Is a gesture of solidarity possible?

One of the main and interesting themes in Mad Men is the exploration of the position of women in society.  The episode “The Summer Man” (Season four, episode eight), I think is an excellent exposition of gender and the possibility of solidarity.

Joey, a freelancer, clashes with the indispensable office operator Joan. Like Peggy, Don’s ‘understudy’, she aspires to go beyond the role allotted to women in 60’s patriarchal society. However Joan’s means of doing so differ with that of Peggy. Peggy seems to mirror the masculine stratagem of indirectly having, but once obtained, directly exercising power. Joan on the other hand is power i.e. directly, but is only able to exercise it indirectly through the sexual manipulation of men who have power.

Joey, belonging to the brotherhood of men, acts as if he is immune with his disrespectful ‘high jinks’ directed at Joan. What is notable is that Joey’s misogyny is particularly pointed and directed at Joan. We learn that Joan looks and acts like his mother. I posit that whilst in general his attitude is a reflection of societal misogyny, his particular intensity is a result of a displacement of his mother issues on to Joan. In this way Joey’s obscene misogamy excessive even for the dark age of the 60’s.

Peggy, acustomed to certain level of misogyny but Joey’s antics prove too much even for her. When her appeals to Joey fall flat she approaches Don to do something about it who responds “I would’t tolerate it if I was you”, Joey’s transgression being in refusing an order from Peggy not the act of misogyny against Joan. Don suggests that Peggy should fire Joey herself, and in so doing obtain individual respect. Here respect functions as a proxy of power.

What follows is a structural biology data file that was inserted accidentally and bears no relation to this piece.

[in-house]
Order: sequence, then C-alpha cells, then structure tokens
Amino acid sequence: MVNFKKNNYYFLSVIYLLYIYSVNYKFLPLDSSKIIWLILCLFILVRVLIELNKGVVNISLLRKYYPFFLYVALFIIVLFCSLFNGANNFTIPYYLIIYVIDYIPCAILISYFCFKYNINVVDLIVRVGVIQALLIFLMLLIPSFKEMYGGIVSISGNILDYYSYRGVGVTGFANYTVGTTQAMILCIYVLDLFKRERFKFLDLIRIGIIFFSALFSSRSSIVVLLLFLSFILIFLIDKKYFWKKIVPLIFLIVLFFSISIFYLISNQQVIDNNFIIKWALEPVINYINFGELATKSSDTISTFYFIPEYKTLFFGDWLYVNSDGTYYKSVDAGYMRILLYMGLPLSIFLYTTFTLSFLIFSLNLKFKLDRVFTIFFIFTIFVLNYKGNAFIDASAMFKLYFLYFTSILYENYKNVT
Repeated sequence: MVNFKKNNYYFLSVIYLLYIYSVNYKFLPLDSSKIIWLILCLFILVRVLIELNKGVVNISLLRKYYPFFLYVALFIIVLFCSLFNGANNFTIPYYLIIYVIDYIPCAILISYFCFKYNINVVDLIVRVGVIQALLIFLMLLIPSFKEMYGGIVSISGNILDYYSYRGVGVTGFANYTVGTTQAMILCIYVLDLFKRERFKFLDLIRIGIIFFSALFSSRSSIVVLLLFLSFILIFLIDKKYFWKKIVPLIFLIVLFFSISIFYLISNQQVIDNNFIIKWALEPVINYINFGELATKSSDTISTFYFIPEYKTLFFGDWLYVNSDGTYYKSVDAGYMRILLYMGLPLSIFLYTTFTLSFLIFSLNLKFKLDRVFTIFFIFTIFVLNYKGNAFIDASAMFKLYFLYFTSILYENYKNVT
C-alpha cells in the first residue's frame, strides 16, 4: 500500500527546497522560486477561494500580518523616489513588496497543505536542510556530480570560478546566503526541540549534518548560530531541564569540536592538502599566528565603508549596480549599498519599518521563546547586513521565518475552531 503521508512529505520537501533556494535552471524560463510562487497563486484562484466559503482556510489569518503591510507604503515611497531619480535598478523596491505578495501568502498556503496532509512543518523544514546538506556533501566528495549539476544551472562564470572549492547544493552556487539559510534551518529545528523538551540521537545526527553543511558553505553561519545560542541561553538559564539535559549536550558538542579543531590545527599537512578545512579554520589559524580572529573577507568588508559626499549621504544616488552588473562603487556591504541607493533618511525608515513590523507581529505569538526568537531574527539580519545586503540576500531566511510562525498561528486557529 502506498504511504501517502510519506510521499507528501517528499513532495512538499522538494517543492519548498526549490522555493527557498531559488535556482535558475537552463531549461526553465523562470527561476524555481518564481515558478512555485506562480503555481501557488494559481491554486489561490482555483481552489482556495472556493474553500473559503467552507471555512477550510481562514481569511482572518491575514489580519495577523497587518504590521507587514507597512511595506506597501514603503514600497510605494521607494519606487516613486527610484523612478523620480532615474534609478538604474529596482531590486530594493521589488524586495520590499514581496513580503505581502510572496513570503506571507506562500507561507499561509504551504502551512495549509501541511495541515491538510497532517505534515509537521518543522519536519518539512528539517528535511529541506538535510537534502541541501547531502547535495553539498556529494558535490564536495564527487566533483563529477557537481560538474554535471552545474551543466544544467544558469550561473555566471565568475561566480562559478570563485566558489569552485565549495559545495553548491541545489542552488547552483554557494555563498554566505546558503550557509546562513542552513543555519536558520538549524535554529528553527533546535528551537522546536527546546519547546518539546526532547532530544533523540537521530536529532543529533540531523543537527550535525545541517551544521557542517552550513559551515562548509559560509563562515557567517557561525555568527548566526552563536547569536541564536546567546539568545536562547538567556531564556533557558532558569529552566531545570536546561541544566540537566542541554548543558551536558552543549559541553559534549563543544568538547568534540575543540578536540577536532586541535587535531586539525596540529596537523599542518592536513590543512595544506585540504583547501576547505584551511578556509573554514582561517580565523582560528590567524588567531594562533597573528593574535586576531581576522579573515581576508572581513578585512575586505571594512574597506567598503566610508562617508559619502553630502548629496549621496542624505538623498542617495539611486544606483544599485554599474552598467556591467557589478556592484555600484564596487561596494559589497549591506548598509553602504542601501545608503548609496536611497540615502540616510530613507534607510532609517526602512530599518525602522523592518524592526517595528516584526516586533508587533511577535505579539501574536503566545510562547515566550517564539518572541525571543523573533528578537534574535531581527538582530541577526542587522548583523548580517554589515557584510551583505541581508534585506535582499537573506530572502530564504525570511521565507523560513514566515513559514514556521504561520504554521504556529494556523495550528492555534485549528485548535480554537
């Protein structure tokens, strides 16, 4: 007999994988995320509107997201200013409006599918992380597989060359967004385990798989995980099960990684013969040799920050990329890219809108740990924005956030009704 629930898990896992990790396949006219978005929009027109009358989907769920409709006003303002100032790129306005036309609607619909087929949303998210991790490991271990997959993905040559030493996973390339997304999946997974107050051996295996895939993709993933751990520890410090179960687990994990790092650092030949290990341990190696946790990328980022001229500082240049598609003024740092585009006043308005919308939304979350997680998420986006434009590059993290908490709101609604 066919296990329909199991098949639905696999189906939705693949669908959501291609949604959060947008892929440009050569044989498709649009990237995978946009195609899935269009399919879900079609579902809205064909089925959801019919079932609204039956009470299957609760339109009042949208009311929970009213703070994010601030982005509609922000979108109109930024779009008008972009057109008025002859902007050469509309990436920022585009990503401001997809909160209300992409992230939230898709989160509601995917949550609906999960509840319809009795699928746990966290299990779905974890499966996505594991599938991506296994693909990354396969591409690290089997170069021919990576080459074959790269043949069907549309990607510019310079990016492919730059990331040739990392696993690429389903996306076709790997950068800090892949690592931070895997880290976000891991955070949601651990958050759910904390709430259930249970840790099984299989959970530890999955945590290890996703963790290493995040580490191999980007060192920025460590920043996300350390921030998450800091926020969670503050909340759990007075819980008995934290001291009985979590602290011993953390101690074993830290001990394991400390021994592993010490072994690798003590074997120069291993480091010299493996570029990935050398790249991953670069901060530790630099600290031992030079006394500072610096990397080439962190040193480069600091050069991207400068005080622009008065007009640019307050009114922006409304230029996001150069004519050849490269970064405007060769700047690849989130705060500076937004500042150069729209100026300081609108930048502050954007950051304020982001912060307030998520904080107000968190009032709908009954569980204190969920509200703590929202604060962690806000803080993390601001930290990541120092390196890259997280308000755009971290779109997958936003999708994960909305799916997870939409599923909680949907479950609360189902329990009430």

Peggy tells Joey to come to her office and demands that he apologies to Joan. Peggy in so doing appears to him, like Joan before, as an incarnation of his mother. He can’t help but act to Peggy like he did with Joan. Peggy sacks him, and he tries to back peddle in vain.

At the end of the day, Joan joins Peggy in the lift to go home. Peggy shares with Joan that she had fired Joey in defence  of her. Joan pours scorn on her action, suggesting that she only defended herself. In so doing she fell for a facade of wanting to obtain power like a man. If Joan wanted him fired she could of used her dark feminine arts and contrived  a dinner date with Joey’s client to get him fired. Peggy’s decision did not break new ground, she simply repeated the cliche of being a humourless bitch and casting Joan in the role of a weak secretary.

So we can say that Peggy’s gesture of solidarity failed on several levels for Joan:

  • She undertook the action under the suggestion of Don.
  • Her intervention failed to be transgressive due to being motivated by the excessiveness of misogyny and not misogyny  itself
  • She erred in equating the individual act of firing Joey as a direct act of solidarity. Peggy cannot act for Joan, without undermining her due to falling short of the reigning ideal of individualism which they have both internalized.

So is it possible to act in the place of the other, in solidarity? Is there not in Peggy feeling hurt, not just a personal affront but a feeling hurt for Joan as other?




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